Some of this interest probably stemmed from the fact that a good deal of the audience were either architects themselves or in related fields. However, I’d submit that it also comes from the fact that: a) many of us non-architects thought of becoming architects at some point in our lives (could this be due to the fact that as children some of our first, “real” engagements with the world came through manipulations of objects in space, and exploring how those objects interacted with one another, and how the results of those interactions made us think & feel?); b) all of us, save those living some kind of swashbuckling, Robinson Crusoe kind of existence, are forever surrounded by “architecture" (in certain circles – here you are Cruz, my friend – there is a clear distinction between buildings as uninformed arrangements of materials so as to provide basic shelter, and constructions of Capital “A” architecture); and c) the spaces we inhabit from day to day are not merely frames for our activities that keep us out of the elements - their influences, probably most often at the subconscious level, shape our lives in both large and subtle ways…We are products of our architecture/buildings no less than of our domestic, economic, political, and cultural settings. Over time, buildings write themselves into our neurochemistry; I’m sure science will support this claim, if it hasn’t already.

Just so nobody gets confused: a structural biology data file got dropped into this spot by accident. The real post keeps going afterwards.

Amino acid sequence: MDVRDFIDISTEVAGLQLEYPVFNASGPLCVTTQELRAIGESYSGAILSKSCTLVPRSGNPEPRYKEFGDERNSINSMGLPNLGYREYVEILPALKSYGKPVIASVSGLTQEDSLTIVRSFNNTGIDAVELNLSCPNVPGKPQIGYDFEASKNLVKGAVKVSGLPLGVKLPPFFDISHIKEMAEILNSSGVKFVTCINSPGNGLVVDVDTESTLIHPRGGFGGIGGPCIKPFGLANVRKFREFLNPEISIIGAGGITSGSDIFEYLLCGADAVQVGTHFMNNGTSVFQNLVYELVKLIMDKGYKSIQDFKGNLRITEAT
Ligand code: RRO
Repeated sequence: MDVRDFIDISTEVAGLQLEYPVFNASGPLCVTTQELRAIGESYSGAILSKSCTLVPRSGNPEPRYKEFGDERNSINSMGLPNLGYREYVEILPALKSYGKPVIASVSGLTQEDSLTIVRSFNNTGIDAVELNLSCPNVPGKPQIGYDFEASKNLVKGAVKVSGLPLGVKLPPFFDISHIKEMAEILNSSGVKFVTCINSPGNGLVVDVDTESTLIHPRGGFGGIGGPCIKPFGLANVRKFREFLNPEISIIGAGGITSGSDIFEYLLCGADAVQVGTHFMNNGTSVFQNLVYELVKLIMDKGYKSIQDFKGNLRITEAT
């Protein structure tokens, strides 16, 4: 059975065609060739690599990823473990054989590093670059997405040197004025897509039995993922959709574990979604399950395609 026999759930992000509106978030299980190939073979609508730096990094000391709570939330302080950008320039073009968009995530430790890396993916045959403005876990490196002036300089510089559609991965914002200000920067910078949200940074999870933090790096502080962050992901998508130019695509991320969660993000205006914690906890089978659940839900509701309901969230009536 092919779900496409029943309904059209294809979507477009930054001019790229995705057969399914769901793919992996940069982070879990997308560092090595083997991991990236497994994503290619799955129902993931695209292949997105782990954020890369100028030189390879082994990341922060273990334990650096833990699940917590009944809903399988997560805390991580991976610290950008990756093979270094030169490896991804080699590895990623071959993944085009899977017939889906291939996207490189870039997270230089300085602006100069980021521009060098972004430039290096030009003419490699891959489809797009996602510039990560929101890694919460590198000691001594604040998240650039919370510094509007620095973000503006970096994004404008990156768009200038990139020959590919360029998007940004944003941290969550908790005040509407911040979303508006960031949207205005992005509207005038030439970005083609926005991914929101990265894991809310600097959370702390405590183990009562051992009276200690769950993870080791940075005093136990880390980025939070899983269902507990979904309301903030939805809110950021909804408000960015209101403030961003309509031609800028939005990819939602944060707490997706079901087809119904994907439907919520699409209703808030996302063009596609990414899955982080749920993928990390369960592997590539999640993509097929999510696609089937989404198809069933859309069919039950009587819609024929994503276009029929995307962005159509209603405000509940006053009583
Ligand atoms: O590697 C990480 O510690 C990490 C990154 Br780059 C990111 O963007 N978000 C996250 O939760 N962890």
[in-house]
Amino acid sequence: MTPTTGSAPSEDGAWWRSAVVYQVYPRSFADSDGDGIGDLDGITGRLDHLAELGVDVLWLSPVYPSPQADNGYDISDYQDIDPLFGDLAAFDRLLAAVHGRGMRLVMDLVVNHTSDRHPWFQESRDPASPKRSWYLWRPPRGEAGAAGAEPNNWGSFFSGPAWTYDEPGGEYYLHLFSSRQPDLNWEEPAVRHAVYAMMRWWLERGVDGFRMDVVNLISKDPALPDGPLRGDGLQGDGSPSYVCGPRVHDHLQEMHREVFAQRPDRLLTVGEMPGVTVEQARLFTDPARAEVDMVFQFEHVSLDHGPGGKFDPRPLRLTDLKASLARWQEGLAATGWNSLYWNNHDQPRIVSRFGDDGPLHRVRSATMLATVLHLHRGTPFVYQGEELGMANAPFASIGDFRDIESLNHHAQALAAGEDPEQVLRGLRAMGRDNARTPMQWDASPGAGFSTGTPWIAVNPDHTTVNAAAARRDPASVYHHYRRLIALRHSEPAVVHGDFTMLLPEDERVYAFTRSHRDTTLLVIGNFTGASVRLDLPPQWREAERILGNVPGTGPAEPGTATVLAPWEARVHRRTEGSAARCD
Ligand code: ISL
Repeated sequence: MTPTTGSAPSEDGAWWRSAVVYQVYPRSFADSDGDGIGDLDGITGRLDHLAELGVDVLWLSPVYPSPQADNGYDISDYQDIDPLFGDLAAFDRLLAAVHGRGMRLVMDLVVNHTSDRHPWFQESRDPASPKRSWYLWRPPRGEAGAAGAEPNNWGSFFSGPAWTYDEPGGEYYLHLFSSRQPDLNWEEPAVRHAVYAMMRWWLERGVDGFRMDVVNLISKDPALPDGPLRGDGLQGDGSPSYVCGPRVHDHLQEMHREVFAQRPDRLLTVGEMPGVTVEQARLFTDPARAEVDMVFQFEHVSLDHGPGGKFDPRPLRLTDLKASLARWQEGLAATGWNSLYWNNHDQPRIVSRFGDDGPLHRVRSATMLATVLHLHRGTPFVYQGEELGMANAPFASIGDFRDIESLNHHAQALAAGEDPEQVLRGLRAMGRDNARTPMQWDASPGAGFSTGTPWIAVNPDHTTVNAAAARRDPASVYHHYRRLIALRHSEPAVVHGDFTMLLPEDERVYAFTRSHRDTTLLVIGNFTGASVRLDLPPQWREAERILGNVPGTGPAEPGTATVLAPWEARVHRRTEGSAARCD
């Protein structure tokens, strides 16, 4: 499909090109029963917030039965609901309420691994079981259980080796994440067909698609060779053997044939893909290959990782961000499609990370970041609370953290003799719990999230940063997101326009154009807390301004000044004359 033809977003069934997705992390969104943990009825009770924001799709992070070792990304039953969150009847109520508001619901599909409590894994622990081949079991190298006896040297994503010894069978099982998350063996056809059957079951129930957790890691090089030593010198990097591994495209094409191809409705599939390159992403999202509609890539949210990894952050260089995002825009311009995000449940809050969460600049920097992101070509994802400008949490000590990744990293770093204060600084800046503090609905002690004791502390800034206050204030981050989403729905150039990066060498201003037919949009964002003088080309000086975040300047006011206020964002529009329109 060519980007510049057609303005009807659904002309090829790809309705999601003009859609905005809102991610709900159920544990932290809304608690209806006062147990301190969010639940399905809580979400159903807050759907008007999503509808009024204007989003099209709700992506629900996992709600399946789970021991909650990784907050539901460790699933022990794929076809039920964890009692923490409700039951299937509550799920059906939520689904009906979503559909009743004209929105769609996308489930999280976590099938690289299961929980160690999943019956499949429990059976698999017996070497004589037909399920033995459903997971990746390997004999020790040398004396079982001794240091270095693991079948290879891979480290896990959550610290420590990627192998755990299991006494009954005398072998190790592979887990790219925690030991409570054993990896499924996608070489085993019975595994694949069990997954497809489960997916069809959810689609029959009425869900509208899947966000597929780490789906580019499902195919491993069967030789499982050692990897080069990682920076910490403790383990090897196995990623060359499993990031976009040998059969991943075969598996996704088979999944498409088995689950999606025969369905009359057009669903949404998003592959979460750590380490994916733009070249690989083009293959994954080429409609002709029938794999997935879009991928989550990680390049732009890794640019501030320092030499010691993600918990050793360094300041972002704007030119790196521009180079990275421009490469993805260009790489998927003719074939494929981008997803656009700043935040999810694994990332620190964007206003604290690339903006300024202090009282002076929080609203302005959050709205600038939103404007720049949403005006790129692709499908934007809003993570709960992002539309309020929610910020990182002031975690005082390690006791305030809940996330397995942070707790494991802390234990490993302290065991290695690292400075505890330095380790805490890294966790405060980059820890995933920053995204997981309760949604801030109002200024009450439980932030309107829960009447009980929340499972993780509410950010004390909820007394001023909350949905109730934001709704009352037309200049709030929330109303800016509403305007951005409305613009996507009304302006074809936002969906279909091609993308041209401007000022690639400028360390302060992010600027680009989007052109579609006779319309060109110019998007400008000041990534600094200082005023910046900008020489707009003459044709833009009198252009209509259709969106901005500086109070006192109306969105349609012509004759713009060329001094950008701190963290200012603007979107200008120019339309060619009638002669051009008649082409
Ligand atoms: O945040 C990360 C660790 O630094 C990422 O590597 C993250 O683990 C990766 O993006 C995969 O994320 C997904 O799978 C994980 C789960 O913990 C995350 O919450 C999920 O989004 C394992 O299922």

Points of convergence would have shown themselves in time, but the primarily source of contention between the speakers came from the working definition of architect. To Jenny Chou, who finds inspiration from the mythical Daedalus, who constructed the Labyrinth of ancient Crete, the architect must have a strong foundation in the practice of building. This conception was rejected out of hand by Cruz Garcia of WAI Architecture Think Tank. To he and his partner, Nathalie Frankowski, it is unnecessary for an architect to ever actually have a design constructed (or participate in its construction). Some of the most seminal architects in history, they contended, have been thinkers, theorizers, and, one would presume, inspirational figures for others who have gone on and built. A 12-year-old child, to their thinking, could theoretically be a very capable architect. For formally trained architects who have gone through the hoops of rigorous academic training and/or accreditation, this is a surprising view, albeit it is one taken by those who have seen the system, intimately known it, and perceived its shortcomings.